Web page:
Zewail City scientists discover the cause of neural dysfunction

Our genetic material, present in the DNA molecule, is tightly wound to fit the tiny space in the nucleus of each of our cells. However, DNA, about two meters long when unravelled, needs to be unwound during processes of transcription for making proteins or during replication in cell division. The unwinding is conducted by a unique set of enzymes.

Scientists, co-led by Dr. Sherif El-Khamisy at Zewail City's Center of Genomics, identified the first defect in this genetic pathway in individuals with impaired neural function.

The findings can be readily translated into clinical practice for optimizing cancer therapy and predicting susceptibility to inherited neural disease as well as the progressive neural dysfunction associated with aging.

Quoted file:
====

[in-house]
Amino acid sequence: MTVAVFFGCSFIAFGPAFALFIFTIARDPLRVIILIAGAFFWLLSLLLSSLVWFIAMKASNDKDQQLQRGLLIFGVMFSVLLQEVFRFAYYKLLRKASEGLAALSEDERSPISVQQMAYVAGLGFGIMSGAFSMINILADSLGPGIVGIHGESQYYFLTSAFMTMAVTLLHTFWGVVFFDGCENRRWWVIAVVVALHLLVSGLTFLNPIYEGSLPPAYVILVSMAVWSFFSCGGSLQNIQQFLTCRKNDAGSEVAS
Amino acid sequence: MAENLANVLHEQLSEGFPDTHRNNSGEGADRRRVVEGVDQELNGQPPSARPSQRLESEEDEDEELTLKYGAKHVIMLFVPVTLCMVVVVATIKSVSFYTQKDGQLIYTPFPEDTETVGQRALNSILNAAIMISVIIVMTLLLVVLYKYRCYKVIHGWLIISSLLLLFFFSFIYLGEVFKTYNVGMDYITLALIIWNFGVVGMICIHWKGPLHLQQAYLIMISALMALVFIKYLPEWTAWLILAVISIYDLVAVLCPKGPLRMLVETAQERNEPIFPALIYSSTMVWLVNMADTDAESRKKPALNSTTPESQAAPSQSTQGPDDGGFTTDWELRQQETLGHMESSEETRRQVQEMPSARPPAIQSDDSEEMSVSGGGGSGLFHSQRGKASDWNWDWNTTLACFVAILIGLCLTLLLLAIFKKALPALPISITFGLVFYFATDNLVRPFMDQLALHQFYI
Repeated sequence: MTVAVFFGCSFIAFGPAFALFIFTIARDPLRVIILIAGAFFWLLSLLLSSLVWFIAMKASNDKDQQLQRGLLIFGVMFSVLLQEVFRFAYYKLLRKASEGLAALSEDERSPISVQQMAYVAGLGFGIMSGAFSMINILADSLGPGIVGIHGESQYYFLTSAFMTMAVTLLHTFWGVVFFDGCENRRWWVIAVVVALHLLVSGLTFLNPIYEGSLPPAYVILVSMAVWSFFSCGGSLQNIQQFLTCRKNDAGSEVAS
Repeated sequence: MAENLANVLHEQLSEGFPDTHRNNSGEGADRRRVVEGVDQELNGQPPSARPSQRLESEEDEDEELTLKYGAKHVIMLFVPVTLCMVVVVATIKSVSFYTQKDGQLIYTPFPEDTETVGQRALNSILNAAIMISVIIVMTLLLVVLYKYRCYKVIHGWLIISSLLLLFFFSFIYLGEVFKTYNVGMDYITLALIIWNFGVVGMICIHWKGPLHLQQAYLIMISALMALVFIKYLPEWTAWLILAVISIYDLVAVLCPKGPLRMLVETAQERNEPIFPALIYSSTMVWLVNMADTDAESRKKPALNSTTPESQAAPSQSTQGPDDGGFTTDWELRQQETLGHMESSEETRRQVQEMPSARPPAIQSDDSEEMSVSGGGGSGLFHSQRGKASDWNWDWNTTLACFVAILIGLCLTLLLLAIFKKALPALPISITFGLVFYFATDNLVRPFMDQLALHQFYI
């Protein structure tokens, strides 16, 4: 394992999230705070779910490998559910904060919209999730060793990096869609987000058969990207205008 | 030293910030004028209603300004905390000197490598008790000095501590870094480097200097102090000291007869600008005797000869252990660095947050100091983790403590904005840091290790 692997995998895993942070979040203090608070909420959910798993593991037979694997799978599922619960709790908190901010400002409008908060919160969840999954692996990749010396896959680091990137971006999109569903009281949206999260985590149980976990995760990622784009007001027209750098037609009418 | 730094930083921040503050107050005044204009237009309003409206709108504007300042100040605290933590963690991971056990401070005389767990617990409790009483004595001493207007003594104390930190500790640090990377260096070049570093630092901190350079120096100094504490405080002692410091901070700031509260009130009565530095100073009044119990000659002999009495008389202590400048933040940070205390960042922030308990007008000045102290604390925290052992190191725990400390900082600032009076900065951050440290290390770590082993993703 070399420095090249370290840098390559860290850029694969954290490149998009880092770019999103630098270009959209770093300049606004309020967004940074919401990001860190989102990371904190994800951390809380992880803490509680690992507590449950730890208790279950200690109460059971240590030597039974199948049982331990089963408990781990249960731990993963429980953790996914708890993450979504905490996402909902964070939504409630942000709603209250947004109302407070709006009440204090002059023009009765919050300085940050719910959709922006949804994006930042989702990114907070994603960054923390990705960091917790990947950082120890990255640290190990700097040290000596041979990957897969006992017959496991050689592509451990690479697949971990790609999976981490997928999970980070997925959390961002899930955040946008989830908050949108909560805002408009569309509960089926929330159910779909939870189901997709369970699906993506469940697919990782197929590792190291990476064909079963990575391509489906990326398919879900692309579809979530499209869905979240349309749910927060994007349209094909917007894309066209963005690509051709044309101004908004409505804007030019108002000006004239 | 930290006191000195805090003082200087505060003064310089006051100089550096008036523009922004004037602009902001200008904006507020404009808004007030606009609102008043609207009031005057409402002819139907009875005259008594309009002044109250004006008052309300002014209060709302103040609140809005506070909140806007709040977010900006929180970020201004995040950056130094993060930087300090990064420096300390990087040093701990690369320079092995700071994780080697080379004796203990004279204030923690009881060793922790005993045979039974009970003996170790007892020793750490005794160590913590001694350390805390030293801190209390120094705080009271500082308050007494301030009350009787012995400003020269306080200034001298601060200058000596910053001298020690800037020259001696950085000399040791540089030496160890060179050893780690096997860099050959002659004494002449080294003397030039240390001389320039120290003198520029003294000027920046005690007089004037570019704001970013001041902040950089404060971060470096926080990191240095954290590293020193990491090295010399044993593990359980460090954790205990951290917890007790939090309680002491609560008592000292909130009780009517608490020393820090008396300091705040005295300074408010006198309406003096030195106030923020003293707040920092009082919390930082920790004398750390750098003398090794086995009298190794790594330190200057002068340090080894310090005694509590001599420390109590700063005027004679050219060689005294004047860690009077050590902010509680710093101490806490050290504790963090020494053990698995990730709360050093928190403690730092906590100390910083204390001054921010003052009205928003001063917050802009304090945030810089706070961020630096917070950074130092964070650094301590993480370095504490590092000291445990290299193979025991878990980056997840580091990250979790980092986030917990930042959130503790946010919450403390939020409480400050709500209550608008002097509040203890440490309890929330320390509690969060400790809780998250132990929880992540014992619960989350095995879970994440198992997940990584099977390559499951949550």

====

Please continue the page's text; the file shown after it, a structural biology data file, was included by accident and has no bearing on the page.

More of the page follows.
Scientists at Zewail City hope that they can apply this new medical research to healthcare practice in Egypt. They also hope to develop new drugs to target this genetic pathway.

Reference for the study: Nature Genetics, 2014

Dr. El Khamisy is a graduate of the Faculty of Pharmacy, Cairo University, and holds a Doctor of Philosophy degree from the University of Sussex, U.K. He joined Zewail City in 2012 as the director of the Center for Genomics in the Helmy Institute of Medical Sciences. He has recently been made a fellow of the Royal Institute of Preventative Medicine. Dr. El Khamisy has collaborations with laboratories in Europe and the U.S.

Zewail City is a nonprofit organization. It is dedicated to advancing education, research and economic development. The city is governed by a supreme advisory board, which includes five Nobel laureates, and was founded by a special law that grants its independence.